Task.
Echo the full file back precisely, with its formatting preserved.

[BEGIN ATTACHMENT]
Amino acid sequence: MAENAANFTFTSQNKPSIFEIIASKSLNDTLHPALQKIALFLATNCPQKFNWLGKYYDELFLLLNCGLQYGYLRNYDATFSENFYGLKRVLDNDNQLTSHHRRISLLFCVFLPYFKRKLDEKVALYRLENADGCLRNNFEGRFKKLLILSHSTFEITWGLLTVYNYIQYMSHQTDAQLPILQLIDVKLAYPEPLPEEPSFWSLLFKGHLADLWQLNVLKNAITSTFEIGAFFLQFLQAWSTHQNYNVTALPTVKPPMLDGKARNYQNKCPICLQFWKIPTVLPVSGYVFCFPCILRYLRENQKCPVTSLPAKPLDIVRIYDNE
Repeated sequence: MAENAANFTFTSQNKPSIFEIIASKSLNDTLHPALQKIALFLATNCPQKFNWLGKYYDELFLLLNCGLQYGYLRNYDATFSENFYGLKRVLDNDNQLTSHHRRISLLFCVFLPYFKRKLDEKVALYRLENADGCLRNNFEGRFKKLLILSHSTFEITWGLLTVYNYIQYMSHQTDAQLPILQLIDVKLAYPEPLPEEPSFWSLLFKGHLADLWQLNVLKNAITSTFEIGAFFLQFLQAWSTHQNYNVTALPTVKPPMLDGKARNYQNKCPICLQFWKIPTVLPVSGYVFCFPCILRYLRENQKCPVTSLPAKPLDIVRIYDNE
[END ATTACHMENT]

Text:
Amino acid sequence: MAENAANFTFTSQNKPSIFEIIASKSLNDTLHPALQKIALFLATNCPQKFNWLGKYYDELFLLLNCGLQYGYLRNYDATFSENFYGLKRVLDNDNQLTSHHRRISLLFCVFLPYFKRKLDEKVALYRLENADGCLRNNFEGRFKKLLILSHSTFEITWGLLTVYNYIQYMSHQTDAQLPILQLIDVKLAYPEPLPEEPSFWSLLFKGHLADLWQLNVLKNAITSTFEIGAFFLQFLQAWSTHQNYNVTALPTVKPPMLDGKARNYQNKCPICLQFWKIPTVLPVSGYVFCFPCILRYLRENQKCPVTSLPAKPLDIVRIYDNE
Repeated sequence: MAENAANFTFTSQNKPSIFEIIASKSLNDTLHPALQKIALFLATNCPQKFNWLGKYYDELFLLLNCGLQYGYLRNYDATFSENFYGLKRVLDNDNQLTSHHRRISLLFCVFLPYFKRKLDEKVALYRLENADGCLRNNFEGRFKKLLILSHSTFEITWGLLTVYNYIQYMSHQTDAQLPILQLIDVKLAYPEPLPEEPSFWSLLFKGHLADLWQLNVLKNAITSTFEIGAFFLQFLQAWSTHQNYNVTALPTVKPPMLDGKARNYQNKCPICLQFWKIPTVLPVSGYVFCFPCILRYLRENQKCPVTSLPAKPLDIVRIYDNE